1984 by George Orwell


“If you want a picture of the future, imagine a boot stamping on a human face—for ever.”

With the news of the U.K general election taking over everything at the moment, it only seemed appropriate to review something political, because I’m topical like that 🙂

I read this book when I was 14, firstly because there just weren’t as many dystopian novels knocking around when I was a legit part of the the YA crowd (and believe me when I say this is the ULTIMATE dystopian novel), and secondly because everybody was always talking about what an essential read it is, which it is, so if you haven’t read it, please let me be the person to tell you that you need to and think of me when you’re reading it. And if you’ve never heard of it, well, congratulations on having such a strong internet connection under that rock of yours.

1984 is set in London in 1984, only it’s not London as we know it now, and Orwell’s depiction of the world in 1984 isn’t exactly 100% what it was, but it’s eerily close, when you consider the book was published almost 40 years before then (which is something you should be constantly aware of when you read this, just to appreciate how many things went just the way he wrote them). Our lead is a man named Winston, who lives in a world whose borders have grown, leaving it divided into 3 super continents, at least two of which are always at war at any given time leaving the population in a constant state of paranoia. Winston’s state is ruled over by ‘Big Brother’ who is more of a concept than a man, a creation that can never be wrong, never be challenged and never be brought down. Society is split into two groups, the ‘Proles’ who are sort of an extreme underclass, with no power, money or influence on how their society is run, but who also have a considerable amount of freedom compared to Winston’s because their actions are so inconsequential. The second group is where Winston belongs, and is a kind of working/middle class mix depending on what job you have. Winston job involves editing newspaper articles and historical texts, erasing anything that may contradict the ‘truth’ of Big Brother including erasing any images of people that have been disposed of for crimes against society. In Winston’s world, even thinking about rebellion is considered a ‘thought crime’ punishable by death, and so the population are controlled by this continual censorship of reality and history and even by the language they speak, which has become so limited it is hard for people to imagine concepts like love, intimacy, privacy or loyalty because they have no words for them. But Winston gradually begins to turn against his oppressive surroundings after he realizes that an area of his miniscule apartment may be hidden from the ‘telescreen’ that is always watching him and starts writing in a journal about all of his rebellious thoughts. Eventually he is approached by another party member and joins a secret group of like-minded individuals who hope to bring Big Brother down from the inside. As if it were so easy.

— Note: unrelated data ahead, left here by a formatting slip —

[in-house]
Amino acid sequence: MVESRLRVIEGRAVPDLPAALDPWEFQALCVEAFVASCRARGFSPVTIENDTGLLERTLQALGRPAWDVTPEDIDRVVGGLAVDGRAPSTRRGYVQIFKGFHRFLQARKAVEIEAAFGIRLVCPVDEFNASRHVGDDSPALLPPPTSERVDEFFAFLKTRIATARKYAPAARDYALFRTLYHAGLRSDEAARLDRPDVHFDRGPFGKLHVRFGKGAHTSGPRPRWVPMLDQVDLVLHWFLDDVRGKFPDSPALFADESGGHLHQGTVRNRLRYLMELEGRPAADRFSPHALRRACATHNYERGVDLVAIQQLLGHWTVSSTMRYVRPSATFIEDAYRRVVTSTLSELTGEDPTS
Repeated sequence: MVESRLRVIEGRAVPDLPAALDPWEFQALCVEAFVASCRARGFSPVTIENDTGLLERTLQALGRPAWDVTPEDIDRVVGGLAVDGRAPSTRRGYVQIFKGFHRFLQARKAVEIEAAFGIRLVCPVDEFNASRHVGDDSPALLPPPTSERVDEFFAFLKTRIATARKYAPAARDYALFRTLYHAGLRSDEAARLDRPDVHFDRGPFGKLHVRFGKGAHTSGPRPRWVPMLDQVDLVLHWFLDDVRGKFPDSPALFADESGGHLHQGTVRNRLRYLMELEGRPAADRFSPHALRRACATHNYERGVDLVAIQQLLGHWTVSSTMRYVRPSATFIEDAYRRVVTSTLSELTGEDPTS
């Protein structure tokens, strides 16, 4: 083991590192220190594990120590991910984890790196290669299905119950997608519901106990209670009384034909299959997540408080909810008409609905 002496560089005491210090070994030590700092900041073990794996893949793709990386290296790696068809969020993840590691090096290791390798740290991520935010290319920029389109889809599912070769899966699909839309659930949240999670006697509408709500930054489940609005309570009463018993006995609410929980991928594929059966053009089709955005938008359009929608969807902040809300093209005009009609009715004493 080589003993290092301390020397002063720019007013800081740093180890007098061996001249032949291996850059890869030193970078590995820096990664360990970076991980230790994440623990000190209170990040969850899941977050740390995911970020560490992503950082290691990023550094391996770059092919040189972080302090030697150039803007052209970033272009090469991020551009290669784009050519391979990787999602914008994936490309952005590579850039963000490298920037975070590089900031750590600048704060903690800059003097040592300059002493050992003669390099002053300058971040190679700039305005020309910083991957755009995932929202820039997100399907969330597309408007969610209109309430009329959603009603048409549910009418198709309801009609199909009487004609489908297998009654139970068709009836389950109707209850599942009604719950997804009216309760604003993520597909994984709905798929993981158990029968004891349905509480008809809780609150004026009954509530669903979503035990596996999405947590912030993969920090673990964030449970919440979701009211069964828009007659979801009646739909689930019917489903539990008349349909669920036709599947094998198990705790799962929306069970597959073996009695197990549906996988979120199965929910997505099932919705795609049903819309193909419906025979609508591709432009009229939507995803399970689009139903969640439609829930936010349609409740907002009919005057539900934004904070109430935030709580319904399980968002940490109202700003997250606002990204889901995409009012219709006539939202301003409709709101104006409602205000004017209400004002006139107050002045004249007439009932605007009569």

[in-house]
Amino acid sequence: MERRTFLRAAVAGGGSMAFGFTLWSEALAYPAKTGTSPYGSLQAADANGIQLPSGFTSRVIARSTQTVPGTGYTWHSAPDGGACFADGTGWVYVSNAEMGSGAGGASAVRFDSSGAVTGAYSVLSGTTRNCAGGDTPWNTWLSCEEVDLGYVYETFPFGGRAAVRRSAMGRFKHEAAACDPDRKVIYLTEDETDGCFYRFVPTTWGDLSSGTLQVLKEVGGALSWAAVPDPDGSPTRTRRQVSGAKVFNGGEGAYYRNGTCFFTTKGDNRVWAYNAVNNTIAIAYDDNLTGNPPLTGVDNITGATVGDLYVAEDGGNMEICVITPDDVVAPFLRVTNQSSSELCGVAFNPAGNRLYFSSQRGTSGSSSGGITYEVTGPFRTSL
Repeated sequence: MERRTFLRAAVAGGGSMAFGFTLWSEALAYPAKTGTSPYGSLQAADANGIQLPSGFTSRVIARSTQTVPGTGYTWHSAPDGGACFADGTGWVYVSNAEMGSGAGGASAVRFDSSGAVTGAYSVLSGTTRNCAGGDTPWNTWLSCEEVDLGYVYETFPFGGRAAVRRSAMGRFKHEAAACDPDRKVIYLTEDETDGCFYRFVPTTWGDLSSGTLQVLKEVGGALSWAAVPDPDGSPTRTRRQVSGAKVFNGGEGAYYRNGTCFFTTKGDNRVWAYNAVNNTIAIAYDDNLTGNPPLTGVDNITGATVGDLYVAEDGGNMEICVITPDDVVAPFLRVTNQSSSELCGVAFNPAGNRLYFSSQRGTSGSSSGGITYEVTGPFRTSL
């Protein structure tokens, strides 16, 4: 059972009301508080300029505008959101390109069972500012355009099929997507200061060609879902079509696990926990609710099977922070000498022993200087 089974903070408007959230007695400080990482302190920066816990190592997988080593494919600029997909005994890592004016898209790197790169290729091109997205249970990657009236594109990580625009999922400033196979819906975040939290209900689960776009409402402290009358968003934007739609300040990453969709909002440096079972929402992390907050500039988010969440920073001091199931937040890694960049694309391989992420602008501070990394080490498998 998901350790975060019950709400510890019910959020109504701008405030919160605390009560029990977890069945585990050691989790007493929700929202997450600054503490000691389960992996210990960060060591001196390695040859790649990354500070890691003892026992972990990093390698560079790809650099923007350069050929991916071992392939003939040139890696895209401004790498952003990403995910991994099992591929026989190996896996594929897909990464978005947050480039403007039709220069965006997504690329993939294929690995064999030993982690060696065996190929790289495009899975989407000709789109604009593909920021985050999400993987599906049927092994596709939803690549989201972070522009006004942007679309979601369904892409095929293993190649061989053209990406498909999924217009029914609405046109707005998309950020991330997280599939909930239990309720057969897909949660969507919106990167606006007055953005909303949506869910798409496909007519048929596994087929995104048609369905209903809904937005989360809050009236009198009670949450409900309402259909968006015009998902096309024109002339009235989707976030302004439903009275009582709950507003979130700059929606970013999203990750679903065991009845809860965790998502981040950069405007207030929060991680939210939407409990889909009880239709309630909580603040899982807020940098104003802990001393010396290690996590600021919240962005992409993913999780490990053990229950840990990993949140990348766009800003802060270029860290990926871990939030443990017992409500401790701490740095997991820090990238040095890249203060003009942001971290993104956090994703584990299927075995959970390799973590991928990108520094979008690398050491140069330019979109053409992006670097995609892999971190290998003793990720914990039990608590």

I could write all day long about the numerous things that make 1984 an astounding novel, but that would only take up more of the time you could be spending reading it. For me what makes 1984 such an important book is that unlike many older books, it only gets better and more poignant with time, because the more time that passes, the more Orwell’s terrifying prediction of our future comes true. It’s an absolutely stunning piece of storytelling and easily one of the greatest things I’ve ever read with an ending that I still haven’t got over completely.


Really, go and read it.


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